Seryn hails from Denton, Texas, where its 5 members came together to compose the layered, string-based sound first heard on their hand-distributed EP. The band recently spent time in Austin’s Ramble Creek Studios, emerging with this full length, entitled This is Where We Are. The record doesn’t come out until January 25th, but you can hear the whole thing over at KXT.org.
Austin native Sarah Jarosz, not yet 20 years old, is a multi-instrumentalist (mandolin, clawhammer banjo, guitar) whose voice and overall sound have been compared to Gillian Welch. She made quite a splash in 2009 with the release of her bluegrass-tinged debut, Song Up In Her Head, from which this track comes. Another song off the record, “Manssinneedof”, was nominated for a Grammy Award in the category of Best Country Instrumental Performance; Jarosz has also been nominated for New/Emerging Artist of the Year in the 2010 Americana Music Awards. You may have also heard her intense cover version of the Decemberists’ “Shankill Butchers” on KXT 91.7 in recent weeks.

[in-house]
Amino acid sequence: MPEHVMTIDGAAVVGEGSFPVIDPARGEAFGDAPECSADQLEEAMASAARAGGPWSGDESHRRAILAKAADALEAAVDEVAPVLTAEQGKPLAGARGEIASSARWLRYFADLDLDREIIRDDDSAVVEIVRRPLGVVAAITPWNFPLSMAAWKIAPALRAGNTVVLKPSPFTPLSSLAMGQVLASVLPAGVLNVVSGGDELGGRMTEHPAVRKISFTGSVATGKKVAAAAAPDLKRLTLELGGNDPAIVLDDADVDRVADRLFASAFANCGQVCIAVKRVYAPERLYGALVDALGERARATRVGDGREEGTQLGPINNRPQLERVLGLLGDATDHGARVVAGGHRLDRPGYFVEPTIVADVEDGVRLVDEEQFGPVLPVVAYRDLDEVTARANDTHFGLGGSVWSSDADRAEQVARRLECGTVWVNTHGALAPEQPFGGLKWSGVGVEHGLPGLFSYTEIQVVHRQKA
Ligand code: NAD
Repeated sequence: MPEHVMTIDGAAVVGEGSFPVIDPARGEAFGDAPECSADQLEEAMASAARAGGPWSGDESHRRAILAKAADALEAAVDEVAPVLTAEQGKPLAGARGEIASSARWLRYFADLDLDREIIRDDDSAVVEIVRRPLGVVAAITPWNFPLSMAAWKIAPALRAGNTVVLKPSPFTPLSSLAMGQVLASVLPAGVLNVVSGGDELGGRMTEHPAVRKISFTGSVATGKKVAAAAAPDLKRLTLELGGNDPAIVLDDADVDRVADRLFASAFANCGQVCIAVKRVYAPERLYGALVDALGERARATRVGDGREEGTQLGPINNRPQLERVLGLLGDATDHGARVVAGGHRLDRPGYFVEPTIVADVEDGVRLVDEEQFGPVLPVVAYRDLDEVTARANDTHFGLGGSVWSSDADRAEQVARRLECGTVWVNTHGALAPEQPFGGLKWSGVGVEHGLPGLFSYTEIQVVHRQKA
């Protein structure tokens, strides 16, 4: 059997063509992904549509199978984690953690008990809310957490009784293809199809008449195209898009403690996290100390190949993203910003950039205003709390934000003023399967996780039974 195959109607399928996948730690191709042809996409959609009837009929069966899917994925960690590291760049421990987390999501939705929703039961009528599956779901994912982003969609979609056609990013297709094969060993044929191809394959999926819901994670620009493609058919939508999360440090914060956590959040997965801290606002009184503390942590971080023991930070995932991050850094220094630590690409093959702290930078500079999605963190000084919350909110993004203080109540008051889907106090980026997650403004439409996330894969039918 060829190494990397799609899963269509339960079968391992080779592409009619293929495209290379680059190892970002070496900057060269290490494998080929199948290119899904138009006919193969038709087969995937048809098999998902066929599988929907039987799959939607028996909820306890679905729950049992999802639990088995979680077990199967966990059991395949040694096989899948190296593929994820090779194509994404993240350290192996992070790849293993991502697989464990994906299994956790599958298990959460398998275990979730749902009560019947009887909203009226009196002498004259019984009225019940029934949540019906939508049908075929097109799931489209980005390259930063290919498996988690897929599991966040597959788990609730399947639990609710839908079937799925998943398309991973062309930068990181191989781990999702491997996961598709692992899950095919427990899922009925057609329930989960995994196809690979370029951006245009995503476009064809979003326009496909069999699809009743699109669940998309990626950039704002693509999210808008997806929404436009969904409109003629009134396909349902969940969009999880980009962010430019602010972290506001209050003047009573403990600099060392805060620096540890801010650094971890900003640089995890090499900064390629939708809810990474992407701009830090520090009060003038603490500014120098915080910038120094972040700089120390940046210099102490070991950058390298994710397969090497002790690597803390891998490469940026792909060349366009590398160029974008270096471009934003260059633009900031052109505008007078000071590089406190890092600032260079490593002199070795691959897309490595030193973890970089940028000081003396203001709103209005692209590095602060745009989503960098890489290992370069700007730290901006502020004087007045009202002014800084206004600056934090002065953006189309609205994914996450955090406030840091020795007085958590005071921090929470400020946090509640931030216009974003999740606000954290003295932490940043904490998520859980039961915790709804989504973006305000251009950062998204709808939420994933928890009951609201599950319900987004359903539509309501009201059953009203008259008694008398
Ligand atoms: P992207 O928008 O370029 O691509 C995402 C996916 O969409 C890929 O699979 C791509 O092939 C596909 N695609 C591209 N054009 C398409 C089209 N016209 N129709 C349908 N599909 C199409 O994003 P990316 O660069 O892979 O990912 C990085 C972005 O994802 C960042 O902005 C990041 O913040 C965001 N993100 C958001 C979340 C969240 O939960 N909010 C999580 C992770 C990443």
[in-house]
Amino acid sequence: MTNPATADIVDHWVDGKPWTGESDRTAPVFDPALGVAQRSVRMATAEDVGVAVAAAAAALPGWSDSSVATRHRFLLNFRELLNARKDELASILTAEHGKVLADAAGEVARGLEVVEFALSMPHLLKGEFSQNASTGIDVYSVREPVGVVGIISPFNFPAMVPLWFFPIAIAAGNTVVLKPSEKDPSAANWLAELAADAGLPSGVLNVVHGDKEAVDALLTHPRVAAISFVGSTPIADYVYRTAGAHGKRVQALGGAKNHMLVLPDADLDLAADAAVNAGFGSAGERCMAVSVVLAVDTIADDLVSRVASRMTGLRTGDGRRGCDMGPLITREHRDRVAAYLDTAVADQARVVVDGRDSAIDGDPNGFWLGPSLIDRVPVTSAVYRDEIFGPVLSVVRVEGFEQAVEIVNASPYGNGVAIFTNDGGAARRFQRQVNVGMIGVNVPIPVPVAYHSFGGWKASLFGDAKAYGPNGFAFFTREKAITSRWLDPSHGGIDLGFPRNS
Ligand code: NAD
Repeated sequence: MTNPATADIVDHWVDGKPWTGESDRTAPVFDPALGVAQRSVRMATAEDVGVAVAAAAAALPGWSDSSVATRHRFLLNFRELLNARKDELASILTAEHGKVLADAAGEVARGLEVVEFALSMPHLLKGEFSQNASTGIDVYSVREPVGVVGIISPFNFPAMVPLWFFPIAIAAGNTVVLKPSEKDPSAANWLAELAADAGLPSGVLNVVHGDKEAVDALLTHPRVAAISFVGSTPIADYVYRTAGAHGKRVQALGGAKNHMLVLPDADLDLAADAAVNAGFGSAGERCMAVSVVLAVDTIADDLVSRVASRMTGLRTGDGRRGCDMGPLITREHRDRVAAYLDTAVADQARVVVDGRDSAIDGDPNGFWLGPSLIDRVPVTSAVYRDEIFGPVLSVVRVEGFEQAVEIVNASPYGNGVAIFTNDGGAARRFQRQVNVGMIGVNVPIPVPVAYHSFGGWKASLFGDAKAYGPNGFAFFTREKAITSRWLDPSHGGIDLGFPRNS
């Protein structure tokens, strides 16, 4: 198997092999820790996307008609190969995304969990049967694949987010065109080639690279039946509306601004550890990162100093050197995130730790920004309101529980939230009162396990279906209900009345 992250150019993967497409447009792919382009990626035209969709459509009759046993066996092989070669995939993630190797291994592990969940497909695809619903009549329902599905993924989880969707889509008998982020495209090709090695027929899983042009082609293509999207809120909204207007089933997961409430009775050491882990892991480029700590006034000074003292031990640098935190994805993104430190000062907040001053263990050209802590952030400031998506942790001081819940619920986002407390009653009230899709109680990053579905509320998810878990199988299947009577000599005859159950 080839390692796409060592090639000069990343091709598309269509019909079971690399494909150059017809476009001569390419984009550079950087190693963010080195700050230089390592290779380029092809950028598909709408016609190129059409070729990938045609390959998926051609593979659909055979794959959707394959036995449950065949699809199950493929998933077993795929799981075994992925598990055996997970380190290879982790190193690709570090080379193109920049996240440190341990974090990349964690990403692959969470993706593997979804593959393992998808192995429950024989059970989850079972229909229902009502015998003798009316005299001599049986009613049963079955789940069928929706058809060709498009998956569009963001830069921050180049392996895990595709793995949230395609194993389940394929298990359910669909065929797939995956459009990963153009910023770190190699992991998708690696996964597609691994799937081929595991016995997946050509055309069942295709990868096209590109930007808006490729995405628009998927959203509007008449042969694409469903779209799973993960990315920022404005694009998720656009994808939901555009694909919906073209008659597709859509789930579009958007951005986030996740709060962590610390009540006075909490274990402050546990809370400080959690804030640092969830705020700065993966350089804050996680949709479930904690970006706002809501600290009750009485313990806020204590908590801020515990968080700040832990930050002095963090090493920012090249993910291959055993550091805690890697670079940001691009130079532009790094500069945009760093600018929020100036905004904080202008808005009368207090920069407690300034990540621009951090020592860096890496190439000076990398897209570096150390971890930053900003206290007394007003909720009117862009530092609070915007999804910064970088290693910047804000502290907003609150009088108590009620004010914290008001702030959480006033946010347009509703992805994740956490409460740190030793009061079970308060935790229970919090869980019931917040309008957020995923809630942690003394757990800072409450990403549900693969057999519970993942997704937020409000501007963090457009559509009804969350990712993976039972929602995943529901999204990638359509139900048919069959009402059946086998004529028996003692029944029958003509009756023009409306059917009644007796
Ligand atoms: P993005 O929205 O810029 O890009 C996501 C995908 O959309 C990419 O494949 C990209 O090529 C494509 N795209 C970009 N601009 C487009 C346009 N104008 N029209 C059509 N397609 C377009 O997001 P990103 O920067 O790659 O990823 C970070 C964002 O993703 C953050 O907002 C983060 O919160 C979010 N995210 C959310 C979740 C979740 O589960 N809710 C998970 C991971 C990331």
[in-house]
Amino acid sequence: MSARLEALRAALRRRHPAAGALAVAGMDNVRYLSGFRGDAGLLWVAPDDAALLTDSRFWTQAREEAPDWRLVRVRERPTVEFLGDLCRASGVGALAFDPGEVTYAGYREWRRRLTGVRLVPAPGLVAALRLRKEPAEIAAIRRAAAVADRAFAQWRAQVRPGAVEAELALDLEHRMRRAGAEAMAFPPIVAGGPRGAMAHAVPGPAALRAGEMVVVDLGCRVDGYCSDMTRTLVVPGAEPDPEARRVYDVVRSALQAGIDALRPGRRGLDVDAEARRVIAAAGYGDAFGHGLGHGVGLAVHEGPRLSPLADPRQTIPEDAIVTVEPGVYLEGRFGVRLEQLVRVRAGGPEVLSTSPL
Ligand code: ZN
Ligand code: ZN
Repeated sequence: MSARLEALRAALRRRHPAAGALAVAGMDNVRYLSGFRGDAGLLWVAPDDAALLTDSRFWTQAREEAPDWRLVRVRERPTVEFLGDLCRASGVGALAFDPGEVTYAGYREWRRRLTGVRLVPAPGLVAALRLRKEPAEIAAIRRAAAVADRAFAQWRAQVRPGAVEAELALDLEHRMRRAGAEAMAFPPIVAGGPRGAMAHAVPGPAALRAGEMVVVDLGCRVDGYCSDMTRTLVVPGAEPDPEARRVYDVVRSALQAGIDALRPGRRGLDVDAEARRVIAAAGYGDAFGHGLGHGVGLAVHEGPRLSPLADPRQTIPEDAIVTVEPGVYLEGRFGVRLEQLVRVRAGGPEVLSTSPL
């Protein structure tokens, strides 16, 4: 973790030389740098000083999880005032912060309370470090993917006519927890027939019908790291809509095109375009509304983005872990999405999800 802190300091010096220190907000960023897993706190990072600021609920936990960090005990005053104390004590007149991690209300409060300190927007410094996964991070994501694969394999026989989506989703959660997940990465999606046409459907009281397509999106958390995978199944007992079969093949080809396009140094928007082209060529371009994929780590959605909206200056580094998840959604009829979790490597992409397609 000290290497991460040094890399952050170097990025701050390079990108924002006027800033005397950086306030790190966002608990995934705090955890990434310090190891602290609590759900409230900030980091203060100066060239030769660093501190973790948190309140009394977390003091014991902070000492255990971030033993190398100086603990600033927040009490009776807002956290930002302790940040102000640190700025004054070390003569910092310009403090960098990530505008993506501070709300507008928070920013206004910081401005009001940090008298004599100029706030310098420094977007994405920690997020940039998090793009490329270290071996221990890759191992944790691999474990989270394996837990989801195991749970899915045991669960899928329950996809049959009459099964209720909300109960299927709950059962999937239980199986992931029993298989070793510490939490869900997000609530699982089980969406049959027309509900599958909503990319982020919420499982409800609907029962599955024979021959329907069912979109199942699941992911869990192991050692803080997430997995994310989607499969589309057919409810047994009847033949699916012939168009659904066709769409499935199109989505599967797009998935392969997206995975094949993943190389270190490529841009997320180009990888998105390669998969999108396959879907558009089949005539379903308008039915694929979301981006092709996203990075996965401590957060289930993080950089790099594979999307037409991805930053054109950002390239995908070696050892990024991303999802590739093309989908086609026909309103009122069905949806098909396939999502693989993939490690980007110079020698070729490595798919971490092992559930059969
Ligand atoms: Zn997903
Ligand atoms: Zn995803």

Though the hushed vocals and rattling percussion might remind some of Sufjan Stevens’ banjo-fueled odysseys, Denton’s Doug Burr adds a strong Texan edge to this haunting song from his latest, O Ye Devastator. After gaining some acclaim with his last record, On Promenade, Burr chose to quietly release The Shawl, which re-imagined the Psalms set to his sparse yet lush sound.
Hailing from his native San Antonio, Doug Sahm would be proud of Hacienda, who carries on his tradition of mixing tex-mex music with blues, rock and roll, and soul. On their latest record Big Red and Barbacoa, they show other influences in Buddy Holly, the Beach Boys, and Stax soul, all with a distinctly modern twist.
This track, from Willie’s landmark 1975 record Red Headed Stranger, helped turn the songwriter from Abbott, Texas into a one-name icon and set the standard for his genre-defying career. Recorded live and off-the-cuff in Garland, this record’s mix of traditional standards, original songs, and choice covers mixed with the story of an itinerant, wayward preacher resulted in many considering it to be the greatest country record of all time.